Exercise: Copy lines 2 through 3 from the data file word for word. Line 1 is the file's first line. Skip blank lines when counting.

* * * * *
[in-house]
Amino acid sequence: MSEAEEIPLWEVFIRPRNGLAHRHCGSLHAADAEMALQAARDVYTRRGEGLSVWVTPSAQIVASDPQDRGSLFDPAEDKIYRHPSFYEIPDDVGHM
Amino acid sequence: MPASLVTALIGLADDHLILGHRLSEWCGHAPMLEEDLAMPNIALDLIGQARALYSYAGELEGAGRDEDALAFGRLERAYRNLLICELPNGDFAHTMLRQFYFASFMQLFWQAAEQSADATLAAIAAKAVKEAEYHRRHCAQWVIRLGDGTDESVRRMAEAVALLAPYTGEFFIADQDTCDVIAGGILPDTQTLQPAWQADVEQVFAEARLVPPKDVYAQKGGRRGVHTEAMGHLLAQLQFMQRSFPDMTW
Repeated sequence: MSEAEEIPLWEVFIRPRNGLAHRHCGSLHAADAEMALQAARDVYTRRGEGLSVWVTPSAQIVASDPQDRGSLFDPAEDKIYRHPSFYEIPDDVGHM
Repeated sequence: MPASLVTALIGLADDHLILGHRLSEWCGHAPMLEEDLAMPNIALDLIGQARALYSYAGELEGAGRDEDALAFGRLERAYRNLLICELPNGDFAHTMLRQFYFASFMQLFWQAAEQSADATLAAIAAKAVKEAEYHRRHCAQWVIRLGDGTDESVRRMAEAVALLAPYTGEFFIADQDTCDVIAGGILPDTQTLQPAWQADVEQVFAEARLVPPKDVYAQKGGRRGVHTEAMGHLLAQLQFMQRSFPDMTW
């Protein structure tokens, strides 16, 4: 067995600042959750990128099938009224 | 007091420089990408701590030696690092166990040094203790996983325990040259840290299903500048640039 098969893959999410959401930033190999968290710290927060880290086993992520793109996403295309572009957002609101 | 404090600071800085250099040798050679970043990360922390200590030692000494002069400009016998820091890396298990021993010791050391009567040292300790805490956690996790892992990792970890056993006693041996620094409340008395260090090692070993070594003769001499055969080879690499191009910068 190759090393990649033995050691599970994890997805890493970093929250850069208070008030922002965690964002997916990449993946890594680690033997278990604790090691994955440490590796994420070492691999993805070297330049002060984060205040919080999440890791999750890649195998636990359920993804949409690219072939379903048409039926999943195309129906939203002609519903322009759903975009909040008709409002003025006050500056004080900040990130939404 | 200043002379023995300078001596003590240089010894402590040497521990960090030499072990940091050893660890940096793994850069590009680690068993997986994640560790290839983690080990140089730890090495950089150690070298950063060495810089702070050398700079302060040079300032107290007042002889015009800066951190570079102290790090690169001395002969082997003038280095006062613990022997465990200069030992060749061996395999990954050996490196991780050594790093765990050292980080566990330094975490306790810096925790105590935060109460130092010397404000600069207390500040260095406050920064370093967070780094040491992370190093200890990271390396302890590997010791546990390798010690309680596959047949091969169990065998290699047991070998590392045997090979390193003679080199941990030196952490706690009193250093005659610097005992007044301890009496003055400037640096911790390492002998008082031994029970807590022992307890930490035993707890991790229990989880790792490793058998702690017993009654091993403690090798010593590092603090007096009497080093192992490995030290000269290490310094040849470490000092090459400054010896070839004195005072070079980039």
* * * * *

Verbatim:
Amino acid sequence: MSEAEEIPLWEVFIRPRNGLAHRHCGSLHAADAEMALQAARDVYTRRGEGLSVWVTPSAQIVASDPQDRGSLFDPAEDKIYRHPSFYEIPDDVGHM
Amino acid sequence: MPASLVTALIGLADDHLILGHRLSEWCGHAPMLEEDLAMPNIALDLIGQARALYSYAGELEGAGRDEDALAFGRLERAYRNLLICELPNGDFAHTMLRQFYFASFMQLFWQAAEQSADATLAAIAAKAVKEAEYHRRHCAQWVIRLGDGTDESVRRMAEAVALLAPYTGEFFIADQDTCDVIAGGILPDTQTLQPAWQADVEQVFAEARLVPPKDVYAQKGGRRGVHTEAMGHLLAQLQFMQRSFPDMTW